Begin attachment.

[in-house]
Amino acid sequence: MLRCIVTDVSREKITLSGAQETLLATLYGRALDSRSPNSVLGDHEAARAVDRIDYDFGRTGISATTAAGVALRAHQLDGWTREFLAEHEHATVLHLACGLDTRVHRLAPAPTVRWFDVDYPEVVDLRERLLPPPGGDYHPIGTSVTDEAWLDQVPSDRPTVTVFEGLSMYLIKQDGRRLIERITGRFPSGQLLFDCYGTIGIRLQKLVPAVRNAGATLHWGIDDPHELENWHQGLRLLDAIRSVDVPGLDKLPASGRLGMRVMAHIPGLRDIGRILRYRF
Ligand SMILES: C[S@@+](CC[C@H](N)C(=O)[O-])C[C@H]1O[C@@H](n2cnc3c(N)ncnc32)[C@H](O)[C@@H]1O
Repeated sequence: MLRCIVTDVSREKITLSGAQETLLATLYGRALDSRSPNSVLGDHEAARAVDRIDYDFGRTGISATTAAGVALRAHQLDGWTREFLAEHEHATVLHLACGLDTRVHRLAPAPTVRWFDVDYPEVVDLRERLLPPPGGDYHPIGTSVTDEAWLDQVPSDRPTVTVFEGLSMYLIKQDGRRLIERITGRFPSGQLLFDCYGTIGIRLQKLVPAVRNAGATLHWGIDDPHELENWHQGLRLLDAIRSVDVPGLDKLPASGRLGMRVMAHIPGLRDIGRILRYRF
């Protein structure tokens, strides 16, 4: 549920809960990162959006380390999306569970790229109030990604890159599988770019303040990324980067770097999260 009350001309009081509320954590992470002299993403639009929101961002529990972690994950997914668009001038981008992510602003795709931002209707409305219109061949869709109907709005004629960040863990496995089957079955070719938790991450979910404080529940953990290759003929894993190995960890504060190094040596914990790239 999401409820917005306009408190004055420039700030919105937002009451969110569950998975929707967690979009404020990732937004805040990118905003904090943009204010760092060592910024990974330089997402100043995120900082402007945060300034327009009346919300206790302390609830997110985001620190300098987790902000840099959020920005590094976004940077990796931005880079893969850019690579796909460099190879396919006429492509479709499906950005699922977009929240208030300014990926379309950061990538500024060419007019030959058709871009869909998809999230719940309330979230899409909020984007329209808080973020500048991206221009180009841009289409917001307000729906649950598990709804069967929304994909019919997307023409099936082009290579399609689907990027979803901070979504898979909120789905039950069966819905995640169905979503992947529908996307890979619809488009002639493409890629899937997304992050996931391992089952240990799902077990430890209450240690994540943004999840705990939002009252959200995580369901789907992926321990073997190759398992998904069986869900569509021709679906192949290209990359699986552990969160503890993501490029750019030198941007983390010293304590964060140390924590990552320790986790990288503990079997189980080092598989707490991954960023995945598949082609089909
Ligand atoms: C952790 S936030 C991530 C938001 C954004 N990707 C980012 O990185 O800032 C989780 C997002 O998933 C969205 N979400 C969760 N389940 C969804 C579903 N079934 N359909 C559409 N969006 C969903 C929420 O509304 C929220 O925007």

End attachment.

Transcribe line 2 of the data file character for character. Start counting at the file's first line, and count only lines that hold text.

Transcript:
Amino acid sequence: MLRCIVTDVSREKITLSGAQETLLATLYGRALDSRSPNSVLGDHEAARAVDRIDYDFGRTGISATTAAGVALRAHQLDGWTREFLAEHEHATVLHLACGLDTRVHRLAPAPTVRWFDVDYPEVVDLRERLLPPPGGDYHPIGTSVTDEAWLDQVPSDRPTVTVFEGLSMYLIKQDGRRLIERITGRFPSGQLLFDCYGTIGIRLQKLVPAVRNAGATLHWGIDDPHELENWHQGLRLLDAIRSVDVPGLDKLPASGRLGMRVMAHIPGLRDIGRILRYRF